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APMIS. 1993 Aug;101(8):595-601.

Theoretical aspects of detection of bacteraemia as a function of the volume of blood cultured.

Author information

1
Gay Men's Health Clinic (Venhälsan), Södersjukhuset, Stockholm, Sweden.

Abstract

Clinically significant bacteraemia in adults is characterized by low numbers of circulating bacteria. Assuming a Poisson or a binomial distribution we have calculated the probability of detecting bacteria as a function of the concentration in blood, estimated the concentration of bacteria in blood from a given test result, and calculated the blood volume required to detect bacterial growth with a probability of 95% at a given mean number of colony-forming units (cfu) per sample unit. These theoretical assumptions have been used on an empirical population of patients with proven bacteraemia.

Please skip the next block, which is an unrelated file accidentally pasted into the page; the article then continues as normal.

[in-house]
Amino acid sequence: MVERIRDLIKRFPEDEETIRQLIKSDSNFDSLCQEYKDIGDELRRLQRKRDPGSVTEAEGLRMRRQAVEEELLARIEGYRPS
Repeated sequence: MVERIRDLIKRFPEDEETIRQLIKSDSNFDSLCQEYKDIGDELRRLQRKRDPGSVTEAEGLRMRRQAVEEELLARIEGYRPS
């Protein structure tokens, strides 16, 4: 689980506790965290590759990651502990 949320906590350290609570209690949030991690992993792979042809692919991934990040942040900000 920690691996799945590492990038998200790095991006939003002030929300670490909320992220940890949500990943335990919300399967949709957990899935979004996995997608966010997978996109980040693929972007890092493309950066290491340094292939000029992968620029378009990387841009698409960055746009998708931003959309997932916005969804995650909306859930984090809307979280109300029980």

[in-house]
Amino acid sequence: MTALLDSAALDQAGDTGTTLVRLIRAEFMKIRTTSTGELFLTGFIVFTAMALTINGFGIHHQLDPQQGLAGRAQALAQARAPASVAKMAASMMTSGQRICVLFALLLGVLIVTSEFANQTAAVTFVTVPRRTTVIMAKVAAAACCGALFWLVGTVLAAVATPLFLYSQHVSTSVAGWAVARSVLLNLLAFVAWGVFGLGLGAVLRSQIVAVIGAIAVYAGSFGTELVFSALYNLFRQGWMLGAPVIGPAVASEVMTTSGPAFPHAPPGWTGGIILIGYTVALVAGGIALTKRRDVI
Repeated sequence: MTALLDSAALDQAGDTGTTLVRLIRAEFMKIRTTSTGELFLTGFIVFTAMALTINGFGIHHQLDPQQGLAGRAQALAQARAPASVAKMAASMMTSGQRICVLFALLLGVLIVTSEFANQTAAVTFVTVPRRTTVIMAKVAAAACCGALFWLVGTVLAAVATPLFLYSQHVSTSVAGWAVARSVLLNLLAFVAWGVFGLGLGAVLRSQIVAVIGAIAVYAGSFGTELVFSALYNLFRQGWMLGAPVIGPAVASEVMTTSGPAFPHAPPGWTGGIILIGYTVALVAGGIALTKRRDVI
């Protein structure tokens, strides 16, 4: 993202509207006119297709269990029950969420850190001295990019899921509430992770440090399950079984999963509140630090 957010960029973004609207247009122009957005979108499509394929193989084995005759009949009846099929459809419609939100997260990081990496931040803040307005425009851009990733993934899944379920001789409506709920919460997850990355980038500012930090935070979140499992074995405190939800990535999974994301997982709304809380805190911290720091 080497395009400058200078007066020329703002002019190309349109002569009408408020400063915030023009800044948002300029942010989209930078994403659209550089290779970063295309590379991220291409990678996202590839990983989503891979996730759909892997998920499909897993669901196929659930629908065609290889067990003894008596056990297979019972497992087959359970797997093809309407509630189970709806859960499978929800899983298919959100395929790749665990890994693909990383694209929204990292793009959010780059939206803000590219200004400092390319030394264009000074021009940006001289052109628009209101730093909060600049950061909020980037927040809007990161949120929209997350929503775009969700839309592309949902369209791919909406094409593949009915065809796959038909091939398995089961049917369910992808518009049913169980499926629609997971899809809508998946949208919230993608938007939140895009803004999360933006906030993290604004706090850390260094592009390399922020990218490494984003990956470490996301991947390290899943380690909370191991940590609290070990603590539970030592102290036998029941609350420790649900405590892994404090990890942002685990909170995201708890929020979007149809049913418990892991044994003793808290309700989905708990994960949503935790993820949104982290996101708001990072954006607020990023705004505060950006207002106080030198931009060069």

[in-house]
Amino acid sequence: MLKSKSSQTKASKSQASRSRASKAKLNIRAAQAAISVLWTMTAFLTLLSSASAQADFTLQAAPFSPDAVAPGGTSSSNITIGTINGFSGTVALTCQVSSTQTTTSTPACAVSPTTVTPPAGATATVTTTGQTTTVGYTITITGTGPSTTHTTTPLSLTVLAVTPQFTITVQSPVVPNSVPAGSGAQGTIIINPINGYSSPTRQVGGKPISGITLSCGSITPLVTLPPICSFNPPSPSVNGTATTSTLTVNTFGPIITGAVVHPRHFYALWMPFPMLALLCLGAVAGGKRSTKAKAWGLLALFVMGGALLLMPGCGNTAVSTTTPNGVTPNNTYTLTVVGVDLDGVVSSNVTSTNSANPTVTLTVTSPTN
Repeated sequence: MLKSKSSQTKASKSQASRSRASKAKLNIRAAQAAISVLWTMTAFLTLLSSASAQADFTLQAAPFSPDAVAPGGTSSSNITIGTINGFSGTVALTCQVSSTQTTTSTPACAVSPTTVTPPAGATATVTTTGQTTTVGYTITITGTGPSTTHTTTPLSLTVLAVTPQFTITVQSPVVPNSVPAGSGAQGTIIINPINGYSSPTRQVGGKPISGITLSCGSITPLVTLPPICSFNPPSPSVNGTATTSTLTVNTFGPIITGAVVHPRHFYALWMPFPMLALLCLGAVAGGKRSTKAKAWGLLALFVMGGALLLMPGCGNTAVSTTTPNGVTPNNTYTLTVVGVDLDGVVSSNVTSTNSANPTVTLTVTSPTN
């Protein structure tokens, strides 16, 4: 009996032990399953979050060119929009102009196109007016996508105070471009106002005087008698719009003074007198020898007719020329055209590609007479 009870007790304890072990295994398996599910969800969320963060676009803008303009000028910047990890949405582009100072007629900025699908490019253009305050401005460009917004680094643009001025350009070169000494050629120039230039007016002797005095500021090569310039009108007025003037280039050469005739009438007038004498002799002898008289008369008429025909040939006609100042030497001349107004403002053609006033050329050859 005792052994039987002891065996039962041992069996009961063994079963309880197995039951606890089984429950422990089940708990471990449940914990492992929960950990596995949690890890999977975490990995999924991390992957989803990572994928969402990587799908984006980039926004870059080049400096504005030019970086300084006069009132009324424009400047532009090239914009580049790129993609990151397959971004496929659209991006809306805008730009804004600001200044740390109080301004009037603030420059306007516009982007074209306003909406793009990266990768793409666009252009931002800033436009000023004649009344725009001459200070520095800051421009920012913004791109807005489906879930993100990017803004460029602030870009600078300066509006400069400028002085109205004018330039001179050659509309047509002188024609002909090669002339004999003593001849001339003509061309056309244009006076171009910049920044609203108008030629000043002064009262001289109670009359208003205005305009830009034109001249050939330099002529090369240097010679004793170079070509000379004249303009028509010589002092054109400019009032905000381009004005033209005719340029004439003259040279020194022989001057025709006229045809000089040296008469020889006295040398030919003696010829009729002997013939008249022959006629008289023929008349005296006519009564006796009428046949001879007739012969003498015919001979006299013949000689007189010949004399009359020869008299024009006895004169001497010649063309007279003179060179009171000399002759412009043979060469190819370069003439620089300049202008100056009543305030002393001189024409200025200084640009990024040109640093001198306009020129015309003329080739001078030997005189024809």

RESULTS:

18% of Staphylococcus aureus bacteraemias and 29% of Escherichia coli bacteraemias have circulating bacteria with an estimated spread of less than 0.04 cfu/ml. With a 95% probability of detection of a bacteraemia, a concentration in blood corresponding to 3 cfu/sampling unit is necessary. In our empirical material, where 30 ml was cultured, the probability of detection of E. coli bacteraemias would have decreased by 11% if 20 ml had been cultured, and 27% if only 10 ml had been cultured. The corresponding figures for S. aureus were 6% and 15%, respectively. For low grade E. coli bacteraemias (< 0.04 cfu/ml) the decrease would have been 33% and 67%, respectively.

[Indexed for MEDLINE]

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